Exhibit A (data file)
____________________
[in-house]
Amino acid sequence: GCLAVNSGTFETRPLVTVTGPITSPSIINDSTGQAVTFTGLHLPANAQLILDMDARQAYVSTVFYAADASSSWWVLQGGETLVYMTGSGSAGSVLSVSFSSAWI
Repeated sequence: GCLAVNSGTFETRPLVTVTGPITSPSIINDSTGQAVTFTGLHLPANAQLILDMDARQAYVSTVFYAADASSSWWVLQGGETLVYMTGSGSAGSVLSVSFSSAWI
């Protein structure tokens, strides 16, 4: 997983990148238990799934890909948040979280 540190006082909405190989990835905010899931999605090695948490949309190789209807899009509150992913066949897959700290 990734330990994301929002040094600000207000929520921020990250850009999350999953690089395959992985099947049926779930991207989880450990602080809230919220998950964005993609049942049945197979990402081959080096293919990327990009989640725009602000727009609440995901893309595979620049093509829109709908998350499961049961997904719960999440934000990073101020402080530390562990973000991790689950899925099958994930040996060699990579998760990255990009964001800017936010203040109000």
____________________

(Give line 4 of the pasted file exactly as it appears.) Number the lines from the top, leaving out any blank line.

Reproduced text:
């Protein structure tokens, strides 16, 4: 997983990148238990799934890909948040979280 540190006082909405190989990835905010899931999605090695948490949309190789209807899009509150992913066949897959700290 990734330990994301929002040094600000207000929520921020990250850009999350999953690089395959992985099947049926779930991207989880450990602080809230919220998950964005993609049942049945197979990402081959080096293919990327990009989640725009602000727009609440995901893309595979620049093509829109709908998350499961049961997904719960999440934000990073101020402080530390562990973000991790689950899925099958994930040996060699990579998760990255990009964001800017936010203040109000």